Big data can mean even bigger problems for Security Operations (SecOps).
As platform providers promote the ability to monitor every single endpoint and network access avenue across your infrastructure with a unifying view of multiple tools, SecOps has more data than they can possibly process, let alone use to take intelligent action.
With attack surfaces constantly expanding for just about any enterprise, knowledge is power. Instead, what SecOps faces is an unrelenting stream of collected data that is overwhelmingly unmanageable. The irony is that more data has led to less value. Having hundreds or more data sources to monitor isn’t what matters—it’s how we use that data in our SecOps programs and how it gets reported to executive management.
What SecOps needs today is a “small data” movement.
Data is only valuable if you can make sense of it
Today’s business and marketing strategies that harness big data tend to collect everything they can and then aggregate it into data lakes that can be tapped by a variety of business users.
Unfortunately, this approach doesn’t address the inherent conflict between what IT operations and SecOps need from a shared infrastructure. Rather than getting just the data they need, SecOps faces a massive onslaught of everything collected; it’s not given the necessary authority to tell IT staff to focus narrowly on what matters to them for detection and response so they can generate deeper value via automation.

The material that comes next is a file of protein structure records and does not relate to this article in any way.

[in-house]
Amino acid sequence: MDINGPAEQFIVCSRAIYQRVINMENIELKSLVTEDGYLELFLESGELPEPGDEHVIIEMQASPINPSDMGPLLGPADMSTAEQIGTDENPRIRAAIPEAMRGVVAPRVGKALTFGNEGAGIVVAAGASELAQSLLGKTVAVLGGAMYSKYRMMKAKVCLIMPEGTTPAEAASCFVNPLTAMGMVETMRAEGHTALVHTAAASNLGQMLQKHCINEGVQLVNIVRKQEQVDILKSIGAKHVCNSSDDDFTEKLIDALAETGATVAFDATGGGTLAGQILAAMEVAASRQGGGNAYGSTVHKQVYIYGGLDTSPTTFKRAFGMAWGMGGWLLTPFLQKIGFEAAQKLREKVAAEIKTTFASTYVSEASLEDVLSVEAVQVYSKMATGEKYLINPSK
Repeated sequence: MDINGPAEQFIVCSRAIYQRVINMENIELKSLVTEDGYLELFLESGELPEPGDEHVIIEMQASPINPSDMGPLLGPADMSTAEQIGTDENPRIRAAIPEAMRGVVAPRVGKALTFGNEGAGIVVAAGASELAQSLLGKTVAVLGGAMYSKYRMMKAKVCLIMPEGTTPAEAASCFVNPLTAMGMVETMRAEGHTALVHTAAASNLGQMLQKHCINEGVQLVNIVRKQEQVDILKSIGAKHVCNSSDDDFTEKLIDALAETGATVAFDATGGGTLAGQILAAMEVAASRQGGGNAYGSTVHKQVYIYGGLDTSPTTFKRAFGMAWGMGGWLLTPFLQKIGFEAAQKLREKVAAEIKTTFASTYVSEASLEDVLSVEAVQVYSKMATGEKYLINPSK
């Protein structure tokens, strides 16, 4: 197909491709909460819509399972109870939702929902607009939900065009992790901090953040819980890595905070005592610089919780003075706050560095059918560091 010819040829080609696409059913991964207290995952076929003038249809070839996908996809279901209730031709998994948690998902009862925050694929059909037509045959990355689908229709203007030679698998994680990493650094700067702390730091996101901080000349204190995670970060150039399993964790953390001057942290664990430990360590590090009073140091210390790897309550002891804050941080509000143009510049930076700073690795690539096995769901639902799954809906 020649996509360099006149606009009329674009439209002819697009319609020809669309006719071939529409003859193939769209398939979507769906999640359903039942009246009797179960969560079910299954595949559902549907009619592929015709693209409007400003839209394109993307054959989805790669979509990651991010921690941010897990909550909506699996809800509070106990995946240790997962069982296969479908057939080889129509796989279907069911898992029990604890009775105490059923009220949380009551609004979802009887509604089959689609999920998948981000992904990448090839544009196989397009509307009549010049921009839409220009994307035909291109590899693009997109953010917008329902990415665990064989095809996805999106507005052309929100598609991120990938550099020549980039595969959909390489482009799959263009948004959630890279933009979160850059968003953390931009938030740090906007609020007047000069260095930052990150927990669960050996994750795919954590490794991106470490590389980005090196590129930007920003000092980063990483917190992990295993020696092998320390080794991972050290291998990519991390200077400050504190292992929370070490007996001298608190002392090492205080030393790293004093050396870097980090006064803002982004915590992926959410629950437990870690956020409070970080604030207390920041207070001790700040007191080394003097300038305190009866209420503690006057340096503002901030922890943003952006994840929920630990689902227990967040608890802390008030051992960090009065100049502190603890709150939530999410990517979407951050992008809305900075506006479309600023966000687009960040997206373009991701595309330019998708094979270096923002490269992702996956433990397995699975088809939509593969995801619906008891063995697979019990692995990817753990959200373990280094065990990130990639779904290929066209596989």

There’s no point in having a hundred data sources reporting into your Security Information and Event Management (SIEM) system if you only have rule logic applied to five or 10 of them. Big data is actually achieving the opposite effect from what was intended. Rather, it’s having a significantly negative impact on your actual monitoring effectiveness.
Today the goal is to achieve analytical monitoring in as close to real-time as possible, paying attention to performance, health status, availability, configuration, and security. But each of these has varying requirements from the high volume of logs produced and need to be analyzed differently too. SecOps needs to be able to easily see malicious signals in amongst the vast amounts of data generated by logs, such as signatures, traffic patterns or behaviors.
Although big data can deliver on that requirement, historically it’s proven extremely difficult for humans to monitor at scale effectively—hence the critical need for automation, which can also address the budget and resource constraints of SecOps. Unfortunately, the “more is better” paradigm continues to win out because the belief is that even though we only process a small fraction of hundreds of data sources, we should continue to collect as much as possible just in case it’s useful forensically someday.
The constant onslaught of data generated by 24×7 monitoring can often lead to disengaged security analysts. One strategy to keep in them engaged is to set aside time every week to do a “retrospective hunt” to find numerous incidents that were missed by monitoring. These hunts unveil the highest quality incidents, not the big data efforts—they’re far more valuable than console monitoring